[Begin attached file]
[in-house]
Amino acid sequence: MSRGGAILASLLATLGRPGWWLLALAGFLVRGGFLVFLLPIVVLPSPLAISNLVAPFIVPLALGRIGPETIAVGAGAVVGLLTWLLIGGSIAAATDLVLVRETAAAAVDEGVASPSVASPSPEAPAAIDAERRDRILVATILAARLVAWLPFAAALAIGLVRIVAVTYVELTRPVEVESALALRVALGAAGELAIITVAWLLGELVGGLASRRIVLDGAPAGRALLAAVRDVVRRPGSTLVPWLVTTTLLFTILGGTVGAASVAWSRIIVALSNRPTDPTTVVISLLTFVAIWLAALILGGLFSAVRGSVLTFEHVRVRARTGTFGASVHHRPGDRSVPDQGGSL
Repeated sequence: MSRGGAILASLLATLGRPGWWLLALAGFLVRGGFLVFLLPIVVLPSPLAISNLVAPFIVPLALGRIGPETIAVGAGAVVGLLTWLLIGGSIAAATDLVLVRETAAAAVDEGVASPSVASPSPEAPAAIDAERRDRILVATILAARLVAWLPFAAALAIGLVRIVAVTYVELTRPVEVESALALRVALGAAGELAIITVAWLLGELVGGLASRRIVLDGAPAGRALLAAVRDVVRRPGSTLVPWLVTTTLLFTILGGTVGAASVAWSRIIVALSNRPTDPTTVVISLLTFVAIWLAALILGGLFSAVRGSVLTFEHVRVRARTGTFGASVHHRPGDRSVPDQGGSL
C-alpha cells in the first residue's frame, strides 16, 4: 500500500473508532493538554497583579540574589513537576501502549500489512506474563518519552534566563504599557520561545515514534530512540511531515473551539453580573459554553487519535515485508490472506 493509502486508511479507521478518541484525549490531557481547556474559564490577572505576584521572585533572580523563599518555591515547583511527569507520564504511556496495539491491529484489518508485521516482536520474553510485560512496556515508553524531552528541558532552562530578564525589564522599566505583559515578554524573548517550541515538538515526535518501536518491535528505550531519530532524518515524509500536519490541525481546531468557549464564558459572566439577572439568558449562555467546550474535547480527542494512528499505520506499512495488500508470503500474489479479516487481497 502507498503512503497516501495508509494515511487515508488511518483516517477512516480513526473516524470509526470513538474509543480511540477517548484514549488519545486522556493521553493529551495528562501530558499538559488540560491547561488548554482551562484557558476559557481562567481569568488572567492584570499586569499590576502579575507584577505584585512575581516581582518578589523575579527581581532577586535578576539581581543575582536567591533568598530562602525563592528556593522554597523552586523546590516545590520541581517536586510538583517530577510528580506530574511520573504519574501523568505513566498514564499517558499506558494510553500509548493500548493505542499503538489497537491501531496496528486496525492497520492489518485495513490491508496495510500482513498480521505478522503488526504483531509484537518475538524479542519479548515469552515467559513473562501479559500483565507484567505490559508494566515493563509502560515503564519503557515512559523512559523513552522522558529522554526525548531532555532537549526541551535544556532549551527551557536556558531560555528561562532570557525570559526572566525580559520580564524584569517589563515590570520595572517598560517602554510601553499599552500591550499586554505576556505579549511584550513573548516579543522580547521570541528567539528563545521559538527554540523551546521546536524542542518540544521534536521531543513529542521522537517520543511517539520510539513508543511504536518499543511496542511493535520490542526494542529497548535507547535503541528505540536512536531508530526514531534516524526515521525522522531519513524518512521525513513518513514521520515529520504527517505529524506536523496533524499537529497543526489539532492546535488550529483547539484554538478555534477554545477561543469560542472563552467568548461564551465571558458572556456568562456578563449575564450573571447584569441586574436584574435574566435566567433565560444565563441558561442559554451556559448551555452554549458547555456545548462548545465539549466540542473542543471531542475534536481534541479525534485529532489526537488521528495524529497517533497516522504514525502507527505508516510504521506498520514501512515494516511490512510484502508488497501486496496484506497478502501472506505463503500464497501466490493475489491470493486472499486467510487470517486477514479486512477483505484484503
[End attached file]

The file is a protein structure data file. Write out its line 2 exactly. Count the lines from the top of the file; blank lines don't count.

Amino acid sequence: MSRGGAILASLLATLGRPGWWLLALAGFLVRGGFLVFLLPIVVLPSPLAISNLVAPFIVPLALGRIGPETIAVGAGAVVGLLTWLLIGGSIAAATDLVLVRETAAAAVDEGVASPSVASPSPEAPAAIDAERRDRILVATILAARLVAWLPFAAALAIGLVRIVAVTYVELTRPVEVESALALRVALGAAGELAIITVAWLLGELVGGLASRRIVLDGAPAGRALLAAVRDVVRRPGSTLVPWLVTTTLLFTILGGTVGAASVAWSRIIVALSNRPTDPTTVVISLLTFVAIWLAALILGGLFSAVRGSVLTFEHVRVRARTGTFGASVHHRPGDRSVPDQGGSL